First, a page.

I remember reading how some grieving parents in Dublin had put their deceased child’s mobile phone in along with them when they were buried. Although the gesture is a startling and dramatic one it possibly underscores a faith in the phone as one of our most powerful forms of communication.
I do find myself structuring poems into distinct sections as I write. When my wife and I had our two children I found myself re-visiting games from childhood. Initially I thought that I would write a few poems on those games but I ended up writing close to twenty, ten of which make up the last section of my recent book, Out of Breath. I decided to give them their own section as they didn’t link thematically with other poems in the book.
As far as structuring a poem into sections is concerned, I tend only to do it when there are very distinct phases of thought or feeling. If the partitions weren’t there they could nurture a dysfunctional element to do with time, people or situations that I don’t want to be in the poem. I want my poems to speak to people not around them.
At times of loss in our lives, people often turn to poetry. Even those who usually shy away from it often find solace or profundity in it at such times, I think. Why do you think this is?
I think that Brodsky said in his Nobel Prize winning speech that if language is what separates us from other animals then poetry is the goal of our species.
For me, language, especially poetry, has the ability to help us travel further into ourselves. Yes, words can hurt, damage and alienate but when a positive thought or feeling is crystallised in an image, a rhythm, or form it can induce a lift, a confidence, an acceptance, a connection with that part of ourselves that many would call spiritual. Whenever my parents died I found lines from Wordsworth’s ‘Intimations on Immortality’ invaluable in helping me to accept the awful carnage of grief that goes hand-in-hand with being human.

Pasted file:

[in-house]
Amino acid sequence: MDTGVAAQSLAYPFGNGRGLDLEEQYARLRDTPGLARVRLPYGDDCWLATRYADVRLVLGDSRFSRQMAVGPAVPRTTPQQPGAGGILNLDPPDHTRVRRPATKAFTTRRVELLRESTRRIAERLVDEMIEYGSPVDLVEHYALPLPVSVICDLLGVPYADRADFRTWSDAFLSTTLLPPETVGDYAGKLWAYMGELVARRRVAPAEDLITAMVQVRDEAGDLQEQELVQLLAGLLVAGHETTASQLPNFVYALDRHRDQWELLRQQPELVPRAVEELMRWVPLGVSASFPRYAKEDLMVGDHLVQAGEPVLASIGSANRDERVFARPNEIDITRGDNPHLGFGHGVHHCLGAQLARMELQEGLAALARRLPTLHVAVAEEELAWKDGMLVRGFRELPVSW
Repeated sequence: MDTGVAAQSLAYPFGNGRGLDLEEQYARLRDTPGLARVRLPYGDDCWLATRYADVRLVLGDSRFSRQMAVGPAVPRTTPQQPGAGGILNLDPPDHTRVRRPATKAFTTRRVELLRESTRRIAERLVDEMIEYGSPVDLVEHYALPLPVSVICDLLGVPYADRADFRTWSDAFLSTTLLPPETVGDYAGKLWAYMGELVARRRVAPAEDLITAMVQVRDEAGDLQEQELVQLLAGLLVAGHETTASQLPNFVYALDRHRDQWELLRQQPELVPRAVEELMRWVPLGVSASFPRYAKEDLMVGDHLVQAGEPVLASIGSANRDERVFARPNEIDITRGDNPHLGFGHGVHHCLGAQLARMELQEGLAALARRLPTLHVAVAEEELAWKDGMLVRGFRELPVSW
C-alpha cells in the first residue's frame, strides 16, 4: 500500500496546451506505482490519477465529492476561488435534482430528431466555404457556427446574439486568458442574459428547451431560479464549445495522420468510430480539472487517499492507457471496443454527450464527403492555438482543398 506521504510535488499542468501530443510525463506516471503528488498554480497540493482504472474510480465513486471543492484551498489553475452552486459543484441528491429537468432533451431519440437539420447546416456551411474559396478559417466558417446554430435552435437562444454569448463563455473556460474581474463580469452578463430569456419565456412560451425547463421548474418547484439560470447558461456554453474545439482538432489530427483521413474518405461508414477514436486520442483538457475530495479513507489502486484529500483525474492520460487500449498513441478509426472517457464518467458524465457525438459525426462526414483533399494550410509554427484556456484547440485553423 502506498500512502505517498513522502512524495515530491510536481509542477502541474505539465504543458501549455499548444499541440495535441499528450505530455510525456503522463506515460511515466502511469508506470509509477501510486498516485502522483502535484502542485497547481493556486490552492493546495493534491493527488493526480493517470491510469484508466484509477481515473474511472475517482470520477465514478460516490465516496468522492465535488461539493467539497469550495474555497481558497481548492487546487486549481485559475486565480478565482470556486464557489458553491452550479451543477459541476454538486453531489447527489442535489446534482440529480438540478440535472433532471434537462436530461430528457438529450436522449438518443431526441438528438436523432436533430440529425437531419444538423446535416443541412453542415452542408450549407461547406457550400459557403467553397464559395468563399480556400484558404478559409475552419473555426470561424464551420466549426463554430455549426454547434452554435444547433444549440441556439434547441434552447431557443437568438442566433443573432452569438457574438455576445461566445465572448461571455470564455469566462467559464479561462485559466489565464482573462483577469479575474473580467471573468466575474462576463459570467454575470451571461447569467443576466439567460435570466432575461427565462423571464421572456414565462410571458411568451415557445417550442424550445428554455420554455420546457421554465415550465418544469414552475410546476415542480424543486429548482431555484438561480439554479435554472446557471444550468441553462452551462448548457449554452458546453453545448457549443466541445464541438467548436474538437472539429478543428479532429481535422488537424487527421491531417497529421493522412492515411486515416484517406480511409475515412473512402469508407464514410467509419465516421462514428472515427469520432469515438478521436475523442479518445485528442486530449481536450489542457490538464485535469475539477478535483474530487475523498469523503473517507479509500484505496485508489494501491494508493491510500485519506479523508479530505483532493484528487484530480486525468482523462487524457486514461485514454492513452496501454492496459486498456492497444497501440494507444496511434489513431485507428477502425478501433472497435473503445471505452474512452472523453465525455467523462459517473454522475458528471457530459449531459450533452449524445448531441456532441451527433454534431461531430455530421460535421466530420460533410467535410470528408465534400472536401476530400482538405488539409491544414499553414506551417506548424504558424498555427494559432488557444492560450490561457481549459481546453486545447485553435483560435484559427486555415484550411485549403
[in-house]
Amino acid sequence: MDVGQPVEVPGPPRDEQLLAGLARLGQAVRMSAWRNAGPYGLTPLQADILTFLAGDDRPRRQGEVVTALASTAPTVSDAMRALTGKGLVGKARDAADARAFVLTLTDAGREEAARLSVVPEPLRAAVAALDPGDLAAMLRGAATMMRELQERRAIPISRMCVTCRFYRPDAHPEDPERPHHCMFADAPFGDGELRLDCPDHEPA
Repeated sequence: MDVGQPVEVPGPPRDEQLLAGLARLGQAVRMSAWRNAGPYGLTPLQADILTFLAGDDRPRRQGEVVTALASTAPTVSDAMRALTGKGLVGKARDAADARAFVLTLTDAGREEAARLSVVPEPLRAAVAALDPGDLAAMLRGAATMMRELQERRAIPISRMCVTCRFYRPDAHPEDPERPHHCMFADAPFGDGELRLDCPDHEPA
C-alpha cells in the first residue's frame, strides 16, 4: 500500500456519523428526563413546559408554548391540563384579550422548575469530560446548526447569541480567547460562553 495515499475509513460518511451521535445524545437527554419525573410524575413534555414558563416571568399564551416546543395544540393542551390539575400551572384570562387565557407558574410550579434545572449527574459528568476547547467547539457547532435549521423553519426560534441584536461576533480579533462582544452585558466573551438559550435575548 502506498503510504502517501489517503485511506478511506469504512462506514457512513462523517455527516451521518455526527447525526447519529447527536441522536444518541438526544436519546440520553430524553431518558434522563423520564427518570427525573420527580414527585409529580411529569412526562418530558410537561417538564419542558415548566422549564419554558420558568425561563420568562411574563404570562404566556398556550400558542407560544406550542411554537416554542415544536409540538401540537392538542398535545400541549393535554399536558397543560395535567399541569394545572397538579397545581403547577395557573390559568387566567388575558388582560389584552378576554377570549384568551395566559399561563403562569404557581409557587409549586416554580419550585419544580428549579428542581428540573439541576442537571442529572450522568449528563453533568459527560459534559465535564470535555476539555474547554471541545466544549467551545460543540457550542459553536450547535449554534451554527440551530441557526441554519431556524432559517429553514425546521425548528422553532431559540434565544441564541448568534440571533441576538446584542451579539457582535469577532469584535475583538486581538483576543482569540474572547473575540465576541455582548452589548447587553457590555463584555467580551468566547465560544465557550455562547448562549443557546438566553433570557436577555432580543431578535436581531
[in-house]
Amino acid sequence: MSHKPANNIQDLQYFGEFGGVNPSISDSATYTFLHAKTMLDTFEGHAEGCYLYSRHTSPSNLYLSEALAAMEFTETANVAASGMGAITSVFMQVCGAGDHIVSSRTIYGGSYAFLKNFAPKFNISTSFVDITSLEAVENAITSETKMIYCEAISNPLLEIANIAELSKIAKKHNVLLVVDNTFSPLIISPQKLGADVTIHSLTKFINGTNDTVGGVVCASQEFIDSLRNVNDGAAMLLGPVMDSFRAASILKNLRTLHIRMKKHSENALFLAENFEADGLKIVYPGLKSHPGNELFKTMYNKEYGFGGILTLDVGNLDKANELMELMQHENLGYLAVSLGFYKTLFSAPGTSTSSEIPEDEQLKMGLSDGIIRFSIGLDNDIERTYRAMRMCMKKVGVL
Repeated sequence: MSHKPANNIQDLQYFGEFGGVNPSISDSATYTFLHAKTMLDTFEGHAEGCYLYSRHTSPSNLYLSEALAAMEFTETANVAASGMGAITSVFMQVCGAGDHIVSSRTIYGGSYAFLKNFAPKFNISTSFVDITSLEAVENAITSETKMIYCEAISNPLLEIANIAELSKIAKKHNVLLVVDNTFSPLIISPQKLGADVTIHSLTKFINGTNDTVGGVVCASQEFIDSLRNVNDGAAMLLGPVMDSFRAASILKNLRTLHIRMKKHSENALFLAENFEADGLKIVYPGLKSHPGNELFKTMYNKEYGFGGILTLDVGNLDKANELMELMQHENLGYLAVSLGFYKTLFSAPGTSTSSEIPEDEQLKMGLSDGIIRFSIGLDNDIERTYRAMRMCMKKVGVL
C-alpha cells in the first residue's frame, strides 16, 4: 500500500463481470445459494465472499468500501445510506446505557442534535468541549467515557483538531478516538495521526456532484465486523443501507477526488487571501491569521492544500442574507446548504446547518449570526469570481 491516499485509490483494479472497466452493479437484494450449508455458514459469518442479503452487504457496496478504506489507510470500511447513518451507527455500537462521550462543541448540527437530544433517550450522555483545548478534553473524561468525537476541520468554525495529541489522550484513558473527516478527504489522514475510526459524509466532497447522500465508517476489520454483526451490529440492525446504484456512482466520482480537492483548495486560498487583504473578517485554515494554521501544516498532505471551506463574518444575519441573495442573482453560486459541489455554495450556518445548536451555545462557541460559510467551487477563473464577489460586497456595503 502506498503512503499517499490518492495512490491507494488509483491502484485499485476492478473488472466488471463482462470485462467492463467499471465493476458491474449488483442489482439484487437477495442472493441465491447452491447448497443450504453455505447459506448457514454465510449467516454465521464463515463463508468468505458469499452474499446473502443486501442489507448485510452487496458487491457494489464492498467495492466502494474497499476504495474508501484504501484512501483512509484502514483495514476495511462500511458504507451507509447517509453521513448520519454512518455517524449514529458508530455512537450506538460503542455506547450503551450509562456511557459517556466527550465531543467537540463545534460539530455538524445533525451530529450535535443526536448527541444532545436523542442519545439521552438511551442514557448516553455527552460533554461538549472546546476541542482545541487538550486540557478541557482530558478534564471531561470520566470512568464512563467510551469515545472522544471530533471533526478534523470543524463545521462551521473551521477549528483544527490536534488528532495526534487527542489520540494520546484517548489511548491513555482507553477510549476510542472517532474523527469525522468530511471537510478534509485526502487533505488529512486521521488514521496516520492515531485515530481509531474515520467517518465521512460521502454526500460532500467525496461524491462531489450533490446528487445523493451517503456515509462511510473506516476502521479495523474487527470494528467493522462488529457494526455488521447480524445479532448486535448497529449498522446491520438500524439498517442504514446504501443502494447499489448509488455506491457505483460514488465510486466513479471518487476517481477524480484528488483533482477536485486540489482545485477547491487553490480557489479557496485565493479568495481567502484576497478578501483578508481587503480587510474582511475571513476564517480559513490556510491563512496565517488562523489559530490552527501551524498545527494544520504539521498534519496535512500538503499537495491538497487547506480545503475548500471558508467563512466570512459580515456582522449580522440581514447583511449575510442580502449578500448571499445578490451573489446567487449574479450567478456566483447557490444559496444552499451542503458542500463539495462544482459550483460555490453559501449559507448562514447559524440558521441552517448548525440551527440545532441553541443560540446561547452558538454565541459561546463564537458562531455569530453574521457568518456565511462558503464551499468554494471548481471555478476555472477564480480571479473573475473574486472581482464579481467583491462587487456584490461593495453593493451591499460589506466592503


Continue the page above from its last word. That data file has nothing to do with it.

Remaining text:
Though nothing can bring back the hour
Of splendour in the grass, of glory in the flower;
We will grieve not, rather find
Strength in what remains behind;
The balance, the dignity and defiance in those lines gave me great focus to face the loss.
Why do you write?
It’s a very cheap form of self-medication that keeps me sane and constantly helps me to remember that being here is special and should not to be taken for granted. It helps me to find links between aspects of being alive and often it helps me to see life more clearly. Poems have helped me to discover things about myself and have also helped me to temporarily reclaim moments from my life that I want to keep in focus.
I love that feeling when a poem starts to form and you go hunting for pen and paper. The agitation, the disturbance, the excitement that writing a poem brings is hard to describe. I also love that unique, brief sense of equilibrium that returns shortly after the writing of a poem.
If you had one piece of advice for a writer, what would it be?
Don’t see publication solely as the end goal when you are involved in the writing process. Be patient. Bide your time. Let your poems grow from draft to draft. When they are ready, let them go. Letting them go too soon is like sending a twelve year old out to an over eighteen disco. Their time will come.
Write about what you know and who you know. Write because you enjoy it and try to be as honest to yourself as possible. Be genuine. If you can, keep a routine. A writer is, after all, someone who writes, not someone who just thinks and talks about it. There will be many off days when you doubt your work but that goes with the territory.